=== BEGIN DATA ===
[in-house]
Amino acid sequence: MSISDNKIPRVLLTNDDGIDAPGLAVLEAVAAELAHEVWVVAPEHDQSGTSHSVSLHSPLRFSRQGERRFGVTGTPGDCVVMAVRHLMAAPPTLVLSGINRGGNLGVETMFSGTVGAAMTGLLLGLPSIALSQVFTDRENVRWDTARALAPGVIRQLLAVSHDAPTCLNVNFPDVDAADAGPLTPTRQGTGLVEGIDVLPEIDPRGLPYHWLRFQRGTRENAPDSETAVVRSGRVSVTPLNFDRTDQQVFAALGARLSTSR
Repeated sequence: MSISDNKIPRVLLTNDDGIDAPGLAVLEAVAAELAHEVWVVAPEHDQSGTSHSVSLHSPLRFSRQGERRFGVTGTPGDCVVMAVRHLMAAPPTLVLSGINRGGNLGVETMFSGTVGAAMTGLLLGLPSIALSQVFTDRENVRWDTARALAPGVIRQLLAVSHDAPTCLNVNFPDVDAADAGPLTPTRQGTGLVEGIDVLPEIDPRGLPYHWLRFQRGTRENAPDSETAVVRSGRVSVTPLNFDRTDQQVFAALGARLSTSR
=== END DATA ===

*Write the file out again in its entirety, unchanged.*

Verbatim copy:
[in-house]
Amino acid sequence: MSISDNKIPRVLLTNDDGIDAPGLAVLEAVAAELAHEVWVVAPEHDQSGTSHSVSLHSPLRFSRQGERRFGVTGTPGDCVVMAVRHLMAAPPTLVLSGINRGGNLGVETMFSGTVGAAMTGLLLGLPSIALSQVFTDRENVRWDTARALAPGVIRQLLAVSHDAPTCLNVNFPDVDAADAGPLTPTRQGTGLVEGIDVLPEIDPRGLPYHWLRFQRGTRENAPDSETAVVRSGRVSVTPLNFDRTDQQVFAALGARLSTSR
Repeated sequence: MSISDNKIPRVLLTNDDGIDAPGLAVLEAVAAELAHEVWVVAPEHDQSGTSHSVSLHSPLRFSRQGERRFGVTGTPGDCVVMAVRHLMAAPPTLVLSGINRGGNLGVETMFSGTVGAAMTGLLLGLPSIALSQVFTDRENVRWDTARALAPGVIRQLLAVSHDAPTCLNVNFPDVDAADAGPLTPTRQGTGLVEGIDVLPEIDPRGLPYHWLRFQRGTRENAPDSETAVVRSGRVSVTPLNFDRTDQQVFAALGARLSTSR